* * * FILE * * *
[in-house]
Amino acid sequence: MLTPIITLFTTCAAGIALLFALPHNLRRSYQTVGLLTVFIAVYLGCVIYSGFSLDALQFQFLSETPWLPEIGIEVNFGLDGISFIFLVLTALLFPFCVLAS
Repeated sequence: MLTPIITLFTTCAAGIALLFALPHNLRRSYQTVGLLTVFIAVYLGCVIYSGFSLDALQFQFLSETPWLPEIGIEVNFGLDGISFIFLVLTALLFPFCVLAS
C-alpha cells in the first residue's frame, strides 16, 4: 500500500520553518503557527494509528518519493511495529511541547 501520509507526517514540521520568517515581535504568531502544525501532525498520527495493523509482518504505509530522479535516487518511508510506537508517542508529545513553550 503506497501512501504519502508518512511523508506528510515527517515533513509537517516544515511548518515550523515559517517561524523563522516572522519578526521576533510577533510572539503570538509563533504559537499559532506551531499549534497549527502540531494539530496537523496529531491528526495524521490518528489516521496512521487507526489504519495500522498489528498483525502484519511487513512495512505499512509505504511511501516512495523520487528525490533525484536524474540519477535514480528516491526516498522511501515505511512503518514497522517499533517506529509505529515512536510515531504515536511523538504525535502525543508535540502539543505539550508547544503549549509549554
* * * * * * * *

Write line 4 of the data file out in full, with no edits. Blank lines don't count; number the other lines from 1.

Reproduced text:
C-alpha cells in the first residue's frame, strides 16, 4: 500500500520553518503557527494509528518519493511495529511541547 501520509507526517514540521520568517515581535504568531502544525501532525498520527495493523509482518504505509530522479535516487518511508510506537508517542508529545513553550 503506497501512501504519502508518512511523508506528510515527517515533513509537517516544515511548518515550523515559517517561524523563522516572522519578526521576533510577533510572539503570538509563533504559537499559532506551531499549534497549527502540531494539530496537523496529531491528526495524521490518528489516521496512521487507526489504519495500522498489528498483525502484519511487513512495512505499512509505504511511501516512495523520487528525490533525484536524474540519477535514480528516491526516498522511501515505511512503518514497522517499533517506529509505529515512536510515531504515536511523538504525535502525543508535540502539543505539550508547544503549549509549554